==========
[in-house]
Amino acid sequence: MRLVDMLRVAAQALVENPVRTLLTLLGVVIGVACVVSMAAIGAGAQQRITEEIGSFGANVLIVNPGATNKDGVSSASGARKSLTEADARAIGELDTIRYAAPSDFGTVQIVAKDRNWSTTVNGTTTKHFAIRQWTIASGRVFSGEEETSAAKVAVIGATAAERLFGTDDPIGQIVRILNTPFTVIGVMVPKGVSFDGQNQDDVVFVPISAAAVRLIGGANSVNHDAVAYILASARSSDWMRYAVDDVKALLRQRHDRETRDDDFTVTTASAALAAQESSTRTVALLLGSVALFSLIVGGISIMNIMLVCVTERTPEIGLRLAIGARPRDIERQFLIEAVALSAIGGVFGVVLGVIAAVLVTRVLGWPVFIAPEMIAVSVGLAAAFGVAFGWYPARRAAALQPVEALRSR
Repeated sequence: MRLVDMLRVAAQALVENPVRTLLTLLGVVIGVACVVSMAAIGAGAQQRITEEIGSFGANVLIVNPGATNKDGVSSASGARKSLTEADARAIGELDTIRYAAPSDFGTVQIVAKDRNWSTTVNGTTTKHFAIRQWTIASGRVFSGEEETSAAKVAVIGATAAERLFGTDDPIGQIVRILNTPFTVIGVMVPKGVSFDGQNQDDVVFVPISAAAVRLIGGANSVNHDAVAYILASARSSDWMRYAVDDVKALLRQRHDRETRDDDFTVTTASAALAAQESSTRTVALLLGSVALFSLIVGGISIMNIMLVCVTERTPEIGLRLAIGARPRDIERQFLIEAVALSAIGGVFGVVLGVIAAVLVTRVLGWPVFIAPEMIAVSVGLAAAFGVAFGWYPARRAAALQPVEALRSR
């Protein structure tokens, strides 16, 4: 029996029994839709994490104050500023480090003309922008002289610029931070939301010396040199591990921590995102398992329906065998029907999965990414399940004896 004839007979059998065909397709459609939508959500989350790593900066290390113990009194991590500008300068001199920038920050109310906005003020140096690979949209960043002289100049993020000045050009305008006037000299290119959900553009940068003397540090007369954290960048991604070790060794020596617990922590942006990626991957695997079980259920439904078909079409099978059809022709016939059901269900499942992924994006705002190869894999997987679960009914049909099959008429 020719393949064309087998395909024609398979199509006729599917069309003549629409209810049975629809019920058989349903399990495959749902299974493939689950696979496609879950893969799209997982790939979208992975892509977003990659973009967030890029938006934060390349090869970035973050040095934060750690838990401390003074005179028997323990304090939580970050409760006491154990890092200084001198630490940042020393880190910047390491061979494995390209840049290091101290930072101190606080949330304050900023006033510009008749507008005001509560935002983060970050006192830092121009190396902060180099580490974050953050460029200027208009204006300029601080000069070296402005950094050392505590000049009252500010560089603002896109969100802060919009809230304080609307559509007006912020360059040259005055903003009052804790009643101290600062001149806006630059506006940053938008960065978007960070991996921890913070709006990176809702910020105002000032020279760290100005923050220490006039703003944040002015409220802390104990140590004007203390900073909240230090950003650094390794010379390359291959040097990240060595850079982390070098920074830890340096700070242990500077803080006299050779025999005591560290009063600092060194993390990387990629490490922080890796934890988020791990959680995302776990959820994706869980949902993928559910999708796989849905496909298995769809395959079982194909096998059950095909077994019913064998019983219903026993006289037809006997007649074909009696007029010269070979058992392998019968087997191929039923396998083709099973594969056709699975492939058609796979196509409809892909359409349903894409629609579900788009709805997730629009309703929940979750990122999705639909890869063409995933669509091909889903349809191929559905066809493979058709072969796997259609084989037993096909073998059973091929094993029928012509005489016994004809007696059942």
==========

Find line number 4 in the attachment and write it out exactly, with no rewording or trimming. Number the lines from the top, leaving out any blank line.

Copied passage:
């Protein structure tokens, strides 16, 4: 029996029994839709994490104050500023480090003309922008002289610029931070939301010396040199591990921590995102398992329906065998029907999965990414399940004896 004839007979059998065909397709459609939508959500989350790593900066290390113990009194991590500008300068001199920038920050109310906005003020140096690979949209960043002289100049993020000045050009305008006037000299290119959900553009940068003397540090007369954290960048991604070790060794020596617990922590942006990626991957695997079980259920439904078909079409099978059809022709016939059901269900499942992924994006705002190869894999997987679960009914049909099959008429 020719393949064309087998395909024609398979199509006729599917069309003549629409209810049975629809019920058989349903399990495959749902299974493939689950696979496609879950893969799209997982790939979208992975892509977003990659973009967030890029938006934060390349090869970035973050040095934060750690838990401390003074005179028997323990304090939580970050409760006491154990890092200084001198630490940042020393880190910047390491061979494995390209840049290091101290930072101190606080949330304050900023006033510009008749507008005001509560935002983060970050006192830092121009190396902060180099580490974050953050460029200027208009204006300029601080000069070296402005950094050392505590000049009252500010560089603002896109969100802060919009809230304080609307559509007006912020360059040259005055903003009052804790009643101290600062001149806006630059506006940053938008960065978007960070991996921890913070709006990176809702910020105002000032020279760290100005923050220490006039703003944040002015409220802390104990140590004007203390900073909240230090950003650094390794010379390359291959040097990240060595850079982390070098920074830890340096700070242990500077803080006299050779025999005591560290009063600092060194993390990387990629490490922080890796934890988020791990959680995302776990959820994706869980949902993928559910999708796989849905496909298995769809395959079982194909096998059950095909077994019913064998019983219903026993006289037809006997007649074909009696007029010269070979058992392998019968087997191929039923396998083709099973594969056709699975492939058609796979196509409809892909359409349903894409629609579900788009709805997730629009309703929940979750990122999705639909890869063409995933669509091909889903349809191929559905066809493979058709072969796997259609084989037993096909073998059973091929094993029928012509005489016994004809007696059942």